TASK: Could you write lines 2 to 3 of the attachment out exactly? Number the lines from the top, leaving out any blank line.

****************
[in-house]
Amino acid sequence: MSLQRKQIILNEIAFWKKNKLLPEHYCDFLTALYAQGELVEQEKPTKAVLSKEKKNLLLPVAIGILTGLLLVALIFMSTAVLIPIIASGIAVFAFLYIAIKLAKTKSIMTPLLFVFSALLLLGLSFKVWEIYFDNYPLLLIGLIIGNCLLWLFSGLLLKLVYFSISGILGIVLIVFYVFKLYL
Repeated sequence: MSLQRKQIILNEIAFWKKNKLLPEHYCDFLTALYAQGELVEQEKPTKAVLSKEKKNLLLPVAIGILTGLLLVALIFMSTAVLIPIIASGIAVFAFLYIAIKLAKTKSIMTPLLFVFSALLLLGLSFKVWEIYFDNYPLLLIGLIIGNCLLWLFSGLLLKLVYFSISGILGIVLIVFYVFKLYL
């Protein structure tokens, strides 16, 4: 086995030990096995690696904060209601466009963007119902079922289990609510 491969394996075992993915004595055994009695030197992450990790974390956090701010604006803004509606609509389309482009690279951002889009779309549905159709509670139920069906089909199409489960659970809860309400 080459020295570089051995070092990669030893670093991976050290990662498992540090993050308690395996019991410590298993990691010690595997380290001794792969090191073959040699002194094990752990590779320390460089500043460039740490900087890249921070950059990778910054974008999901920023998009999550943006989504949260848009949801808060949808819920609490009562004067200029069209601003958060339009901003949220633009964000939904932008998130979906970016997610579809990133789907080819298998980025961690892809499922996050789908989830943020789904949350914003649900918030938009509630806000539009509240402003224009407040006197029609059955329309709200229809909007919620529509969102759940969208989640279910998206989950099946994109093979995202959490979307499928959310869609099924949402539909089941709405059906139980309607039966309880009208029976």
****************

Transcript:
Amino acid sequence: MSLQRKQIILNEIAFWKKNKLLPEHYCDFLTALYAQGELVEQEKPTKAVLSKEKKNLLLPVAIGILTGLLLVALIFMSTAVLIPIIASGIAVFAFLYIAIKLAKTKSIMTPLLFVFSALLLLGLSFKVWEIYFDNYPLLLIGLIIGNCLLWLFSGLLLKLVYFSISGILGIVLIVFYVFKLYL
Repeated sequence: MSLQRKQIILNEIAFWKKNKLLPEHYCDFLTALYAQGELVEQEKPTKAVLSKEKKNLLLPVAIGILTGLLLVALIFMSTAVLIPIIASGIAVFAFLYIAIKLAKTKSIMTPLLFVFSALLLLGLSFKVWEIYFDNYPLLLIGLIIGNCLLWLFSGLLLKLVYFSISGILGIVLIVFYVFKLYL